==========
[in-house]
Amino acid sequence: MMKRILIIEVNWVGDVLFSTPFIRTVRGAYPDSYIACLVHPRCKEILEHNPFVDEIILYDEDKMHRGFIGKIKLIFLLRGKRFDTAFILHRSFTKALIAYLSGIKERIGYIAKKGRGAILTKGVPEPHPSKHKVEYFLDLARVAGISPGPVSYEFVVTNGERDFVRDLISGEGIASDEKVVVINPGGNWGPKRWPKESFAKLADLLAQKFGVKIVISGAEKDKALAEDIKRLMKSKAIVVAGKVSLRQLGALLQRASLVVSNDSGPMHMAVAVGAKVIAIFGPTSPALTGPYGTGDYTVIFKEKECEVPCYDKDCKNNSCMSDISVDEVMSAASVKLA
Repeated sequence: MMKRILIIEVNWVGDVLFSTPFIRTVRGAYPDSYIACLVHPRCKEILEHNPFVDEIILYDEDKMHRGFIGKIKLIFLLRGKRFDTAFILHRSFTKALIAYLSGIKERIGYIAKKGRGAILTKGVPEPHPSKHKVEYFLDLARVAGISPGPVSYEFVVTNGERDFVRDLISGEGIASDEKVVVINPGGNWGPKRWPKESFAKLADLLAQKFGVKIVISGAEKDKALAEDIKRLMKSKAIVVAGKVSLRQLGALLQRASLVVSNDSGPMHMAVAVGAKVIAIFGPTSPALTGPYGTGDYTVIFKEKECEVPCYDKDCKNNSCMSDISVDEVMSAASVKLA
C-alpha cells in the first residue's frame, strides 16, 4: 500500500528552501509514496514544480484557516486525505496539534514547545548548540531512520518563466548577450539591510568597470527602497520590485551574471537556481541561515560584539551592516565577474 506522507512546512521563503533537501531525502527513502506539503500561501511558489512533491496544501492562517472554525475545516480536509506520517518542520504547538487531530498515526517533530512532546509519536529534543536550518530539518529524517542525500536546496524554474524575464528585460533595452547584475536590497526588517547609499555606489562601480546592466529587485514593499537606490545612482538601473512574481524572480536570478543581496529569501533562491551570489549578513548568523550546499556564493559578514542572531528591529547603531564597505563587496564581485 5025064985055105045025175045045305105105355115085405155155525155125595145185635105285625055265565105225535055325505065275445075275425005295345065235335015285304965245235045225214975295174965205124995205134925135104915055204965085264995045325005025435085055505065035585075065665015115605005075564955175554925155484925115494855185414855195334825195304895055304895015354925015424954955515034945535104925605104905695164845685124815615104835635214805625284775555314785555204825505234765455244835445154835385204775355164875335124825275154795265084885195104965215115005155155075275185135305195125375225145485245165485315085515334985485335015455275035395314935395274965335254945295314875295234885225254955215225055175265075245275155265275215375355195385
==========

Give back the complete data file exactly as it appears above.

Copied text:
[in-house]
Amino acid sequence: MMKRILIIEVNWVGDVLFSTPFIRTVRGAYPDSYIACLVHPRCKEILEHNPFVDEIILYDEDKMHRGFIGKIKLIFLLRGKRFDTAFILHRSFTKALIAYLSGIKERIGYIAKKGRGAILTKGVPEPHPSKHKVEYFLDLARVAGISPGPVSYEFVVTNGERDFVRDLISGEGIASDEKVVVINPGGNWGPKRWPKESFAKLADLLAQKFGVKIVISGAEKDKALAEDIKRLMKSKAIVVAGKVSLRQLGALLQRASLVVSNDSGPMHMAVAVGAKVIAIFGPTSPALTGPYGTGDYTVIFKEKECEVPCYDKDCKNNSCMSDISVDEVMSAASVKLA
Repeated sequence: MMKRILIIEVNWVGDVLFSTPFIRTVRGAYPDSYIACLVHPRCKEILEHNPFVDEIILYDEDKMHRGFIGKIKLIFLLRGKRFDTAFILHRSFTKALIAYLSGIKERIGYIAKKGRGAILTKGVPEPHPSKHKVEYFLDLARVAGISPGPVSYEFVVTNGERDFVRDLISGEGIASDEKVVVINPGGNWGPKRWPKESFAKLADLLAQKFGVKIVISGAEKDKALAEDIKRLMKSKAIVVAGKVSLRQLGALLQRASLVVSNDSGPMHMAVAVGAKVIAIFGPTSPALTGPYGTGDYTVIFKEKECEVPCYDKDCKNNSCMSDISVDEVMSAASVKLA
C-alpha cells in the first residue's frame, strides 16, 4: 500500500528552501509514496514544480484557516486525505496539534514547545548548540531512520518563466548577450539591510568597470527602497520590485551574471537556481541561515560584539551592516565577474 506522507512546512521563503533537501531525502527513502506539503500561501511558489512533491496544501492562517472554525475545516480536509506520517518542520504547538487531530498515526517533530512532546509519536529534543536550518530539518529524517542525500536546496524554474524575464528585460533595452547584475536590497526588517547609499555606489562601480546592466529587485514593499537606490545612482538601473512574481524572480536570478543581496529569501533562491551570489549578513548568523550546499556564493559578514542572531528591529547603531564597505563587496564581485 5025064985055105045025175045045305105105355115085405155155525155125595145185635105285625055265565105225535055325505065275445075275425005295345065235335015285304965245235045225214975295174965205124995205134925135104915055204965085264995045325005025435085055505065035585075065665015115605005075564955175554925155484925115494855185414855195334825195304895055304895015354925015424954955515034945535104925605104905695164845685124815615104835635214805625284775555314785555204825505234765455244835445154835385204775355164875335124825275154795265084885195104965215115005155155075275185135305195125375225145485245165485315085515334985485335015455275035395314935395274965335254945295314875295234885225254955215225055175265075245275155265275215375355195385